Written by David Templeton
“We’re not technically drinking, I want that to be absolutely clear,” Petaluma stage director-and-actor Larry Williams pointed out, on a recent St. Patrick’s Day Sunday, as a pair of tall, colorful, impossibly sweet-looking margaritas – one blended, one on the rocks – appeared at our table. “This isn’t alcohol consumption. It’s research. Make sure you put that in your article.”
He’s absolutely right. On St. Patrick’s Day, when most folks in town were out imbibing Guinness beer and Irish coffees, Williams and I set out to find a good, cold mango margarita – a beverage neither of us had ever experienced previously – all in the name of research for the play he’s about to open at Spreckels Performing Arts Center. Titled “Barbecue Apocalypse,” and written by Matt Lyle, the darkly comedic play opens this weekend on a set designed to replicate a typical American backyard in a typical American town, before and after the beginning of a massive breakdown of civilization.
And yes, mango margaritas are part of the show.
“Basically, there’s this couple hosting a barbecue, and the only thing they can think of to serve their guests is mango margaritas,” says Williams. “Deb, played by Jess Headington, thinks mango margaritas will be impressive. I believe the comment, made by her husband Mike, is, ‘Deb has something “fruity” she wants to serve. Oh right, it’s mango margaritas!’ And of course, that announcement brings different reactions from the various other characters in the play.”
In the script, Williams says, there is no clear indication why Deb picked mangoes. Or margaritas.
“Maybe she happened to have mangoes around,” he mused, pulling his own (blended) margarita closer, giving it a wary once-over. “Of course, once the apocalypse happens, and there’s no more electricity, and probably no more ice, mango margaritas are a thing of the past. I guess if you were resilient enough and it were cold enough, you could make your own ice, somehow. And if you looted the tequila from a store or something, you could actually make your own apocalypse margaritas. Mangoes, however, you’d be hard-pressed to find, unless you were living in California.”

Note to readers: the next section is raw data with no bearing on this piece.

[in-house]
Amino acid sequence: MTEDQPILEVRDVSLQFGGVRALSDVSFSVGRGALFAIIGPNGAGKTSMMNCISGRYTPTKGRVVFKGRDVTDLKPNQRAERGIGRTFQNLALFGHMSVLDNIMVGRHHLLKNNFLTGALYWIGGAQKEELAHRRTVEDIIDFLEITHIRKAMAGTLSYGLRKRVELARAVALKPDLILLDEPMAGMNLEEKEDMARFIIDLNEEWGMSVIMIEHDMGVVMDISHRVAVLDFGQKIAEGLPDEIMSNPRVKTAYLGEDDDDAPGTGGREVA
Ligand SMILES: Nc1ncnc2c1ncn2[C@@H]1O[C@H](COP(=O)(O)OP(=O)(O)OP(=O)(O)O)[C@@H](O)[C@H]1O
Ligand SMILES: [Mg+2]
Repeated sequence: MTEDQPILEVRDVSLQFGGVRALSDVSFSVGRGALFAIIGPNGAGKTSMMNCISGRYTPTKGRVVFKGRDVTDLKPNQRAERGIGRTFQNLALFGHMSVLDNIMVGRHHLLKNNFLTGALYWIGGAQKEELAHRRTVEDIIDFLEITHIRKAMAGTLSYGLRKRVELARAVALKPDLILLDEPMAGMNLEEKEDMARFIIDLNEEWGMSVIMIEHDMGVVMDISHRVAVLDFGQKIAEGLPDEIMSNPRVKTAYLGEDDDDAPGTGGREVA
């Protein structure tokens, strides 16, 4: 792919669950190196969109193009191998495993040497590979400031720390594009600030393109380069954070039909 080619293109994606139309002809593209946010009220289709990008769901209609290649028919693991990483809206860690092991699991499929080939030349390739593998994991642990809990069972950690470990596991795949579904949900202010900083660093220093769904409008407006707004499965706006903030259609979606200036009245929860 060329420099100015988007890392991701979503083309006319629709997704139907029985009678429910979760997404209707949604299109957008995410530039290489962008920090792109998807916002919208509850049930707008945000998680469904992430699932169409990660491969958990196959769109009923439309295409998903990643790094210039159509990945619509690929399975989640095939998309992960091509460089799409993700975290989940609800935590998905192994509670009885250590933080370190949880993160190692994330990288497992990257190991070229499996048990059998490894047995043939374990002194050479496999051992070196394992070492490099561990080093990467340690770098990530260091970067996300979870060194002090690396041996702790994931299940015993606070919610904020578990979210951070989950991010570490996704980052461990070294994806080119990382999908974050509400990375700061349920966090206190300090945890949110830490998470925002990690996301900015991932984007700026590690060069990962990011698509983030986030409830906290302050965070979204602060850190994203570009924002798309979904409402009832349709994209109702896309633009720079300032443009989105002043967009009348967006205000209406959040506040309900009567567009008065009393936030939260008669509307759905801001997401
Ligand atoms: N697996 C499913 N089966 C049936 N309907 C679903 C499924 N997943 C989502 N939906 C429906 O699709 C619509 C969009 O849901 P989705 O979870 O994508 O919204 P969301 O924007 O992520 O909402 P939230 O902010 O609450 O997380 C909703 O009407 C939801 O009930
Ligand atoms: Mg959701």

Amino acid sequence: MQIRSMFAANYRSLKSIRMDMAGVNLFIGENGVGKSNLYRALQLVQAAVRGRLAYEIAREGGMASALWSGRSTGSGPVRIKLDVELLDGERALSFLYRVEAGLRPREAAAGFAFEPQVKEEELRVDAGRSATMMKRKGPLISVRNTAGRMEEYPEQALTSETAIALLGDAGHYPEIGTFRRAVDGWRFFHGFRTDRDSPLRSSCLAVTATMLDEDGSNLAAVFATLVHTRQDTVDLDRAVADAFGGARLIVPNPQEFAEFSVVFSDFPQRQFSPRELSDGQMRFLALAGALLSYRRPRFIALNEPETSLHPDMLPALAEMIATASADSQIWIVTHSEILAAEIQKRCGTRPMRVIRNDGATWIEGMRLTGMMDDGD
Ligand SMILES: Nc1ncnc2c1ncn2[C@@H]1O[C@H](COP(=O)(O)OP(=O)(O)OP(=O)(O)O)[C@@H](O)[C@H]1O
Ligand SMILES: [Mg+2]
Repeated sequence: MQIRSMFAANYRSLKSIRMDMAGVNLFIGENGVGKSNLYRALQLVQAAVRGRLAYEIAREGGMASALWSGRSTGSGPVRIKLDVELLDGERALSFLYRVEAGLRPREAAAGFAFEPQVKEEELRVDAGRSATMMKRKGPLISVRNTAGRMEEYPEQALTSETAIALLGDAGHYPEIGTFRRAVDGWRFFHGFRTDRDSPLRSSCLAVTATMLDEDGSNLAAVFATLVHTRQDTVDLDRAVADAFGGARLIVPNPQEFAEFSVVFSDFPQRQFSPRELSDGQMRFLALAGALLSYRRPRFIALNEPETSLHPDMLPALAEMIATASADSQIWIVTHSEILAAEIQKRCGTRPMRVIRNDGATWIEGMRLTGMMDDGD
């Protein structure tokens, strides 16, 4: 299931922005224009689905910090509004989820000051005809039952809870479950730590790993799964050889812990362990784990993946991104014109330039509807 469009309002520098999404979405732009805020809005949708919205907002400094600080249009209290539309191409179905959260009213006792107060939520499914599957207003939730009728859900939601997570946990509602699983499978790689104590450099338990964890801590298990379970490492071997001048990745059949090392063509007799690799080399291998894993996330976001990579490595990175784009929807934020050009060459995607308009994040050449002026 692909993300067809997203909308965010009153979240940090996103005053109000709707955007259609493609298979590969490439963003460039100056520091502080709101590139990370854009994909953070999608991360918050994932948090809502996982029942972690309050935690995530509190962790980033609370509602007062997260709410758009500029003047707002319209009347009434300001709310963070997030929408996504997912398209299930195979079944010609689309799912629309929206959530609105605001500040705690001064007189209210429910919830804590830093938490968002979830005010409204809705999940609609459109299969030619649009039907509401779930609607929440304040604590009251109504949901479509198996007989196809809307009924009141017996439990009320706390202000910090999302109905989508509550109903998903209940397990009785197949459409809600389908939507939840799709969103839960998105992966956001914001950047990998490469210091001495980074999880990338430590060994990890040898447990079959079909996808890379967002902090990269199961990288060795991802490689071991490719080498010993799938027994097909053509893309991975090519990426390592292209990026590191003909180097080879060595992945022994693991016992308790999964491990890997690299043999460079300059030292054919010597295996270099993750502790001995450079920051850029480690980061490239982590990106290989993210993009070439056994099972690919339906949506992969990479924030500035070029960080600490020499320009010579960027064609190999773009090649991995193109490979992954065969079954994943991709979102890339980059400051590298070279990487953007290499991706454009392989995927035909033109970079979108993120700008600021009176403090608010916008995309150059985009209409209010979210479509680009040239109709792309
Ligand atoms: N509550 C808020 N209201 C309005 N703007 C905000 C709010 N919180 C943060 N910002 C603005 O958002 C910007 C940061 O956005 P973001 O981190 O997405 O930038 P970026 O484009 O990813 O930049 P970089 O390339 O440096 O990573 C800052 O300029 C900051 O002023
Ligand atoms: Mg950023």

The second act of “Barbecue Apocalypse,” he says, takes place one year after the end-of-the-world, when the low social status they once held among their upwardly mobile friends has taken a turn. They now have something that puts them in a rare position of power: a safe spot to hunker down, complete with a defensible backyard and a working barbecue, should they find anything fresh to toss on the grill.
SPOILER ALERT: Raccoons are evidently very tasty. And just possibly, so are human beings.
“So, you know, cheers,” said Williams, lifting his drink. “To our first-ever mango margaritas, and, hopefully, to surviving the apocalypse! With or without mangoes.”
For the record, said beverages were found at Petaluma’s Plaza Tequila Taqueria and Grill, on Washington Street. Their extensive bar menu includes a wide variety of margarita options. And even on St. Patrick’s Day, the place was packed.
“What a pretty drink,” Williams said, after taking his first sip and proclaiming it “Actually pretty good!” He admits to being a “fruit-friendly guy, when it comes to my alcoholic drinks,” and therefore not as averse to the idea of such a frivolous concoction as the others in the play. Those others, by the way, are portrayed by actors Sam Coughlin (Mike), plus J.T. Harper, Trevor Hoffmann, Lyndsey Sivalingam, Matthew T. Witthaus and Petaluma’s own Katie Kelley.
“I think,” continued Williams, “it’s the prettiness of a mango margarita that is why it’s being made in the show. It becomes a symbol of impressing people as much as you can using as little as possible.”
The play, which Williams says is frequently hilarious, uses the idea of civilization’s collapse to examine the social structures and statuses we adhere to, based on certain assumptions of what’s important and what isn’t.